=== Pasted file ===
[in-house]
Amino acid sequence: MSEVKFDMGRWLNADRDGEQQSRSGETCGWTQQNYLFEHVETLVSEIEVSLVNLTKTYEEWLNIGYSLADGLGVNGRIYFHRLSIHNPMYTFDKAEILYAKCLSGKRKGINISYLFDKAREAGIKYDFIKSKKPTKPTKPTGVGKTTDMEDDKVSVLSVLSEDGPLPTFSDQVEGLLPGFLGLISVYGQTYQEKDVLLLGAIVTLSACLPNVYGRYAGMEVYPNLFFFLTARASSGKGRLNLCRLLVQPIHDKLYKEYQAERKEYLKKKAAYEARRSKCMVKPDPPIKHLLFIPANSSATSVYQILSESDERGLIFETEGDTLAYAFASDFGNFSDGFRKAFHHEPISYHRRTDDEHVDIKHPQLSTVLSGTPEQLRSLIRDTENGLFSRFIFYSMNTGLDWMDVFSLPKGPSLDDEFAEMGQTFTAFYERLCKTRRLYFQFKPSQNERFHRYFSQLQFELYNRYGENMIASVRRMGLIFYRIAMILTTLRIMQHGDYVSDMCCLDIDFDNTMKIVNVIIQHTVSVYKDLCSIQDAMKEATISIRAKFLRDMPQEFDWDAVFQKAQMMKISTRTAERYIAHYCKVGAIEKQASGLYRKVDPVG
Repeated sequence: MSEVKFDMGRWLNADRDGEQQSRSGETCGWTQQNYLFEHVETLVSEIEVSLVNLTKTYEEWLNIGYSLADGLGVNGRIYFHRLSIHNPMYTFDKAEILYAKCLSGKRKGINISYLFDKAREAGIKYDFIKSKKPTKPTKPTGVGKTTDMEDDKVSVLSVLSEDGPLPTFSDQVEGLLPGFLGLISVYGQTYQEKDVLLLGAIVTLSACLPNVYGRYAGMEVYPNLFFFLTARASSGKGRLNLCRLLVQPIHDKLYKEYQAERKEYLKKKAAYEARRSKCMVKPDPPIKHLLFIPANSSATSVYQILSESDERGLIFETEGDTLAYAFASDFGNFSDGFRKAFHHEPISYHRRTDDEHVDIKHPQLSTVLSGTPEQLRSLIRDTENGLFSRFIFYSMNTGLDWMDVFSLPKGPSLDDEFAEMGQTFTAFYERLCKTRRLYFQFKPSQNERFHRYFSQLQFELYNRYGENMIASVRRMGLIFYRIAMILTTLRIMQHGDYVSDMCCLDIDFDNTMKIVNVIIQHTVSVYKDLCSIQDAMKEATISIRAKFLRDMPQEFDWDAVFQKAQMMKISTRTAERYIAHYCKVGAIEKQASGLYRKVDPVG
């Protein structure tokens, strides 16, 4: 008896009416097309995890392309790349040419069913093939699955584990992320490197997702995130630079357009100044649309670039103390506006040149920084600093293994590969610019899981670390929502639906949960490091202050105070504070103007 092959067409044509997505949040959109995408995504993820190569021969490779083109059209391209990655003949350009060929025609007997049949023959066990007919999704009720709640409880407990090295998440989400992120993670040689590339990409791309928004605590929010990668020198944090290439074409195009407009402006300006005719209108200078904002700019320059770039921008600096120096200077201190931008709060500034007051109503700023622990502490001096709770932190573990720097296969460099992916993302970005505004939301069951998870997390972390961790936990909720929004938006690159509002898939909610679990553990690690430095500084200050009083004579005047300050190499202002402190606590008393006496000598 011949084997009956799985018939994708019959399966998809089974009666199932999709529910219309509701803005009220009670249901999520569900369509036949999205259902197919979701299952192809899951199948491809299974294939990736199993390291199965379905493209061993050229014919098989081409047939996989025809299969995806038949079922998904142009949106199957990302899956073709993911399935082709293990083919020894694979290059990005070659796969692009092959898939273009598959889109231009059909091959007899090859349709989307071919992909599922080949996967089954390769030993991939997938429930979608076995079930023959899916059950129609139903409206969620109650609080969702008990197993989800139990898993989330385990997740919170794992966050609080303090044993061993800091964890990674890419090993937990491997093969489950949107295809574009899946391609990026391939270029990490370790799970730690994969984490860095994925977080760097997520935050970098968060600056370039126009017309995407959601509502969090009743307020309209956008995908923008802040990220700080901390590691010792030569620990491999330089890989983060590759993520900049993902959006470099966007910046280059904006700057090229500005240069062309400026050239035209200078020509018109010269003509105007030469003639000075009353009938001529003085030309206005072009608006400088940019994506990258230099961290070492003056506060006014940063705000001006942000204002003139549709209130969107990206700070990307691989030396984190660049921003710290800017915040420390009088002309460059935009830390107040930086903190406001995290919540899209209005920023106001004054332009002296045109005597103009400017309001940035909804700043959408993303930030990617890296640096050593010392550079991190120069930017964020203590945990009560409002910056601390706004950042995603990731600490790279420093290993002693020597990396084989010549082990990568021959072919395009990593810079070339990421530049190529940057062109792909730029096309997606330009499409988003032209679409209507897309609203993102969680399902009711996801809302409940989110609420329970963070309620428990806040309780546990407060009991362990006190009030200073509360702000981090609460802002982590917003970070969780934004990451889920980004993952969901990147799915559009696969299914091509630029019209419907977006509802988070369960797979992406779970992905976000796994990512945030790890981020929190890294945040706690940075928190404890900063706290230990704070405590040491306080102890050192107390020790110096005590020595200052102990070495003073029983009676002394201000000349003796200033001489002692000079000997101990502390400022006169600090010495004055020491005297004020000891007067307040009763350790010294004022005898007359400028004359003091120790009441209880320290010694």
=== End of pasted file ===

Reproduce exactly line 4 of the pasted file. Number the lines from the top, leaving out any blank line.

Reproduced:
């Protein structure tokens, strides 16, 4: 008896009416097309995890392309790349040419069913093939699955584990992320490197997702995130630079357009100044649309670039103390506006040149920084600093293994590969610019899981670390929502639906949960490091202050105070504070103007 092959067409044509997505949040959109995408995504993820190569021969490779083109059209391209990655003949350009060929025609007997049949023959066990007919999704009720709640409880407990090295998440989400992120993670040689590339990409791309928004605590929010990668020198944090290439074409195009407009402006300006005719209108200078904002700019320059770039921008600096120096200077201190931008709060500034007051109503700023622990502490001096709770932190573990720097296969460099992916993302970005505004939301069951998870997390972390961790936990909720929004938006690159509002898939909610679990553990690690430095500084200050009083004579005047300050190499202002402190606590008393006496000598 011949084997009956799985018939994708019959399966998809089974009666199932999709529910219309509701803005009220009670249901999520569900369509036949999205259902197919979701299952192809899951199948491809299974294939990736199993390291199965379905493209061993050229014919098989081409047939996989025809299969995806038949079922998904142009949106199957990302899956073709993911399935082709293990083919020894694979290059990005070659796969692009092959898939273009598959889109231009059909091959007899090859349709989307071919992909599922080949996967089954390769030993991939997938429930979608076995079930023959899916059950129609139903409206969620109650609080969702008990197993989800139990898993989330385990997740919170794992966050609080303090044993061993800091964890990674890419090993937990491997093969489950949107295809574009899946391609990026391939270029990490370790799970730690994969984490860095994925977080760097997520935050970098968060600056370039126009017309995407959601509502969090009743307020309209956008995908923008802040990220700080901390590691010792030569620990491999330089890989983060590759993520900049993902959006470099966007910046280059904006700057090229500005240069062309400026050239035209200078020509018109010269003509105007030469003639000075009353009938001529003085030309206005072009608006400088940019994506990258230099961290070492003056506060006014940063705000001006942000204002003139549709209130969107990206700070990307691989030396984190660049921003710290800017915040420390009088002309460059935009830390107040930086903190406001995290919540899209209005920023106001004054332009002296045109005597103009400017309001940035909804700043959408993303930030990617890296640096050593010392550079991190120069930017964020203590945990009560409002910056601390706004950042995603990731600490790279420093290993002693020597990396084989010549082990990568021959072919395009990593810079070339990421530049190529940057062109792909730029096309997606330009499409988003032209679409209507897309609203993102969680399902009711996801809302409940989110609420329970963070309620428990806040309780546990407060009991362990006190009030200073509360702000981090609460802002982590917003970070969780934004990451889920980004993952969901990147799915559009696969299914091509630029019209419907977006509802988070369960797979992406779970992905976000796994990512945030790890981020929190890294945040706690940075928190404890900063706290230990704070405590040491306080102890050192107390020790110096005590020595200052102990070495003073029983009676002394201000000349003796200033001489002692000079000997101990502390400022006169600090010495004055020491005297004020000891007067307040009763350790010294004022005898007359400028004359003091120790009441209880320290010694």